This short story originally appeared on the blog as the Lieutenant Liam story. I’ve gathered it here in one place to allow for easier reading. Want to know more about these characters? Check out the Rise of Aredor series HERE or other short stories HERE.
The battle was going badly. Liam ducked another arrow and fumbled for one of his own. His quiver was empty.
“Gavin! I’m out!” he yelled down the line.
“Sorry, Lieutenant! We don’t have many left!” Gavin yelled back. Liam cursed. More ladders bumped up against the wall. He risked a quick glance up at their tattered standard flying bravely on the walls. After three days of endless siege, Lynwood Keep was about to fall.
Liam threw down his bow and found his sword again. Just in time as a howling Calorin sprung over the walls at him. He wished this nightmare would end, that he could wake up and the invasion had never happened. Instead, they were fighting for their lives with no hope of any reinforcements. He worked his way down the wall towards the gates where another sound was added to the chaos. A battering ram had pounded ceaselessly since the day before.
“Lieutenant! What are you doing down here?” the old, grizzled captain of the Keep yelled when he saw Liam.
“Any new orders, sir?” Liam yelled back. He saw the quick look of desperation in Captain Marcus’ eyes.
“Same as before! Fight like the devil to stay alive!” the captain shouted.
They tried, but the Calorins kept coming. In the end, the gates were breached and the Calorins flooded over the walls as the defenders moved to the courtyard. Liam marshaled as many men together as he could, trying to get to the west gate and out into the forest. If they could make it there, no Calorin could catch the men of Lynwood Keep in the woods. But they never did. Liam had a brief thought that even if they had reinforcements, they could never overcome the Calorins. They were too powerful. He saw another one of his men get cut down, and then there was searing pain and darkness.
Waking brought no relief. He opened his eyes to see bloody cobblestones. He lurched upright, not knowing whose it was. A hand steadied him.
“Easy, Lieutenant,” someone said. He vaguely identified the voice as Bran’s. He sat up and held a hand to his throbbing head, feeling a mass of dried blood on his forehead. For the moment, any survivors had been forced to the center of the courtyard within sight of the ruined gates. There were more than Liam might have expected.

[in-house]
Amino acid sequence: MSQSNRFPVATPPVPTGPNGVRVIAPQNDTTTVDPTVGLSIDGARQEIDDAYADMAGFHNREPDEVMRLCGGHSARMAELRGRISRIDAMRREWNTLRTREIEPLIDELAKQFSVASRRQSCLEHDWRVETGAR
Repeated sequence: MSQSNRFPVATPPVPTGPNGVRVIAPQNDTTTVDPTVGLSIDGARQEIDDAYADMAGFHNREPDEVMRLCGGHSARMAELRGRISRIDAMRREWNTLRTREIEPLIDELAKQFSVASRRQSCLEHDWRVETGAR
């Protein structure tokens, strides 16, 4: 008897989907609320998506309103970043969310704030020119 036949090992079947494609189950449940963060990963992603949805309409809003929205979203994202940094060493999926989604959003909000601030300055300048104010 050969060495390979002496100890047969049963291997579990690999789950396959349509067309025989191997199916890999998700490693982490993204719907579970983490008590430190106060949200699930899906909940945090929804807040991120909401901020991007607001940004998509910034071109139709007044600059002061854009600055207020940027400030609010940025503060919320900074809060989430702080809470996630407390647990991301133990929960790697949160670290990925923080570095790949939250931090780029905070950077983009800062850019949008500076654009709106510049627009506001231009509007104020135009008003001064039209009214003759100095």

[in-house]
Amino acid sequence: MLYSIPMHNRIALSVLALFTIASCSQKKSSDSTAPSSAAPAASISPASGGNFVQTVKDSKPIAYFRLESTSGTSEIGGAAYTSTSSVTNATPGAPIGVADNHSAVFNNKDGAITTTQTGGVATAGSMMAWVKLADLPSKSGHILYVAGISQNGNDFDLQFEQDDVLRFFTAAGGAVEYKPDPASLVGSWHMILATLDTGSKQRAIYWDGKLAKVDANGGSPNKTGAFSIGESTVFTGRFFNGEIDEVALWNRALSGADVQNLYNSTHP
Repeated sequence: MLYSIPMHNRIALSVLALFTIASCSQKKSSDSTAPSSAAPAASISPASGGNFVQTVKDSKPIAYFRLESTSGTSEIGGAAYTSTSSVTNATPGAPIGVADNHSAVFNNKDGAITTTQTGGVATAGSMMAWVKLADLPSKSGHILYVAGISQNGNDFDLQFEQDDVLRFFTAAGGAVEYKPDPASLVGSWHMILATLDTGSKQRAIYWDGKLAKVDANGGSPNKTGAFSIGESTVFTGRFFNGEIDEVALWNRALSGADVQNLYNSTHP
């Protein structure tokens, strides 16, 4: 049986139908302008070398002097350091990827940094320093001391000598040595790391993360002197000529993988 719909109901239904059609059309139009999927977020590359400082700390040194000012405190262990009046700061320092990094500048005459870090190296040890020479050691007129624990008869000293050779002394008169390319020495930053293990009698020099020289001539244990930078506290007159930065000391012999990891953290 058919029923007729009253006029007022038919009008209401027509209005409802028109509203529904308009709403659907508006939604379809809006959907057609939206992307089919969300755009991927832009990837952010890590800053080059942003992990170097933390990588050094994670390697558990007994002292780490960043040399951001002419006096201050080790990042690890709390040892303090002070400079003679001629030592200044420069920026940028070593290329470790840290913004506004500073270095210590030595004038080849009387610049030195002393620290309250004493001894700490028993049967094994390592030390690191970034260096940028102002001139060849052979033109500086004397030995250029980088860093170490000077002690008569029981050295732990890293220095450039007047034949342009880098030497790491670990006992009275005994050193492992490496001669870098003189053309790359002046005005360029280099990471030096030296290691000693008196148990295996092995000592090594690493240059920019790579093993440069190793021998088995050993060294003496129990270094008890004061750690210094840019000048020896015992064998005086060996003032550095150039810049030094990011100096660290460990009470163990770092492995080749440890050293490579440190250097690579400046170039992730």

“What’s going on?” he asked Bran quietly.
“Not much. I don’t think you’ve been out for that long. As far as I can tell, they’re trying to decide what to do with us,” Bran said. He gave a quick nod to one of the Calorins. “That extraordinarily pompous one must be their leader. He’s been strutting around and getting a few cheers out of them for a while now.”
Liam almost gave a smile. Bran could be counted on to give a unique view of any situation. A faint moan distracted Liam. He turned to see that the wounded had been left with them as well. His healer instinct took over and he moved slowly to the nearest warrior, ignoring Bran’s faint hiss.
“Lieutenant, I don’t think you should…” the wounded man tried to say, but Liam pressed him down.
“Easy, Dan,” he said quietly. “I’m going to borrow some of your tunic so I can bandage your leg,” he said as he ripped a swath of cloth from Dan’s tunic. He did the same with others until one man stopped him by nodding past his head. Liam turned slowly to see that his movement had attracted the attention of their guard. The Calorin met his gaze and unexpectedly gave him a small nod and turned away again as if he had seen nothing. Liam quickly finished with the bandage on the man’s arm. But a few minutes later, his luck changed. He was using part of a cloak to try and staunch a gaping wound on a soldier’s chest. He heard Bran bark his name then another blow came. He was knocked forward and splattered with blood as the Calorins killed the man he’d been helping.
He rolled to the side, dodging another blow. This time he saw the spear and as it came down again, he grabbed it and yanked it from its owner. Springing to his feet, he quickly reversed the weapon and stabbed the Calorin. He killed two more before they backed away. A shout forced him to look. The Calorin commander had his sword to Bran’s chest. His intent was clear so Liam threw down the spear and was grabbed by two Calorins as the commander came to stand in front of him. Bran was right, Liam saw. The man’s face was arrogant, his hair perfectly combed, and his armor was spotless. He hadn’t fought at all during the battle, being more than content to throw his men at the walls until they all died or the Keep fell. He made Liam sick.
“I see you are smart,” he said to Liam in a clipped accent. “But I also see that you think you are brave. I have another word for men like you. Stupid or dead.”
“Technically, that’s two words,” Liam couldn’t help but point out. His response got him a blow to the face and smothered laughs from his men. That angered the Calorin even more and his men began to pound Liam mercilessly with their spears. They stopped when he fell awkwardly to his knees. The Calorin crouched in front of him.
“They don’t laugh now,” he said. “And they won’t when they see what will become of you.” He fingered Liam’s cross belt with the silver buckle. “You are one of their officers. No wonder they watch you. They respect you. You people are so loyal. What are you to them? A captain, maybe?”
“Second….Lieutenant…Liam…of Lynwood Keep,” he gritted around a mouth full of blood. His words echoed across the courtyard, silent now as everyone watched them. The men of the garrison straightened imperceptibly as he defiantly stated his rank. The Calorin said some words to his men and Liam was hauled upright and pulled in front of the prisoners. Two others were brought to stand with him. Captain Marcus and Third Lieutenant Ianto who could barely stand. Liam saw the blood dripping from a wound in his leg and a cut to his abdomen.